The four abnormalities shown on the right characterize this fairly common condition:

1. There is a ventricular septal defect.
2. There is narrowing of the valve leading to the pulmonary arteries (pulmonic stenosis)
3. The aorta "overrides" the ventricular septal defect.
4. There is thickening (hypertrophy) of the right ventricle.

There is decreased flow of blood to the lungs, as well as mixing of the blood from each side of the heart. Despite its seeming complexity, it is quite common and often can be completely repaired.
ęCOPY;1997 HeartPoint   Updated November 1997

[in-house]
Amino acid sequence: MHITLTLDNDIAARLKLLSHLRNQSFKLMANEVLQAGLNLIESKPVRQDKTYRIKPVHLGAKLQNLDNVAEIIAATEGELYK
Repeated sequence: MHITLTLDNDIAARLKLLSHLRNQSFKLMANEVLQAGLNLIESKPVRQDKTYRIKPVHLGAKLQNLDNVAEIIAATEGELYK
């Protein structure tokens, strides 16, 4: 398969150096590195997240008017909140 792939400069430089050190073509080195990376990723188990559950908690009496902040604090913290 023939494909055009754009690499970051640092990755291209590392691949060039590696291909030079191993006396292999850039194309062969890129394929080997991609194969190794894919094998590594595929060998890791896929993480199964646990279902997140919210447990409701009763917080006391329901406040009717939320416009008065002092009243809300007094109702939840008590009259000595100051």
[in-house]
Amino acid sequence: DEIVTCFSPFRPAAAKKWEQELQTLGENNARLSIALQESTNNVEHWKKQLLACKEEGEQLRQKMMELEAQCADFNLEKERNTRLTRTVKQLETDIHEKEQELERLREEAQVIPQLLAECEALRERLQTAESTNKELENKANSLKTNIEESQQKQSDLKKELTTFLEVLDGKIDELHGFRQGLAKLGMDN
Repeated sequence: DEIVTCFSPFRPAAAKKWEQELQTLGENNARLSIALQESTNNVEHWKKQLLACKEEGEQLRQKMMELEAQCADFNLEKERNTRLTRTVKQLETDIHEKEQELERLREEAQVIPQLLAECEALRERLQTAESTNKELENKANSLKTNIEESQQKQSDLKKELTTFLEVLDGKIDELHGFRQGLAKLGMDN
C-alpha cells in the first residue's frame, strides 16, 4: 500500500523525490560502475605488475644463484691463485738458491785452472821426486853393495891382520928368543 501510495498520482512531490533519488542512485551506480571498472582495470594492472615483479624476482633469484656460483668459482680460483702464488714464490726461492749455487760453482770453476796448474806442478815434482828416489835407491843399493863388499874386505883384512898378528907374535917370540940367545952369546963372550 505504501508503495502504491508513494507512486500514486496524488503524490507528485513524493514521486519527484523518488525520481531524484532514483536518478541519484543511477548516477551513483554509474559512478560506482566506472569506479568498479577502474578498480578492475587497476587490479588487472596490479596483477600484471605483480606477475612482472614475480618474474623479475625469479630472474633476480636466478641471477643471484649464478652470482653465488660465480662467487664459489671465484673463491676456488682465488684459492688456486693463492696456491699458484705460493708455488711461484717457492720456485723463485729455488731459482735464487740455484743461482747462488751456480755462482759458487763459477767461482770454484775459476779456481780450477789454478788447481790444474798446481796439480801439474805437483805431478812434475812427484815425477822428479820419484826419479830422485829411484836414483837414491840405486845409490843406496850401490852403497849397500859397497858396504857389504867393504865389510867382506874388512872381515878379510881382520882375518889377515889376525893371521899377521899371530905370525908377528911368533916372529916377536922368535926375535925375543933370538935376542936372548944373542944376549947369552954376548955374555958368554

For more about Congenital Disease, also see these related subjects on HeartPoint:



| Congenital Heart Disease |  Atrial Septal Defect  |  Coarctation of the Aorta  |   Ebstein's Anomaly  |  Patent Ductus   |  Tetralogy of Fallot  |
|  Transposition of the Great Vessels |  Truncus Arteriosus  |  Ventricular Septal Defect  |

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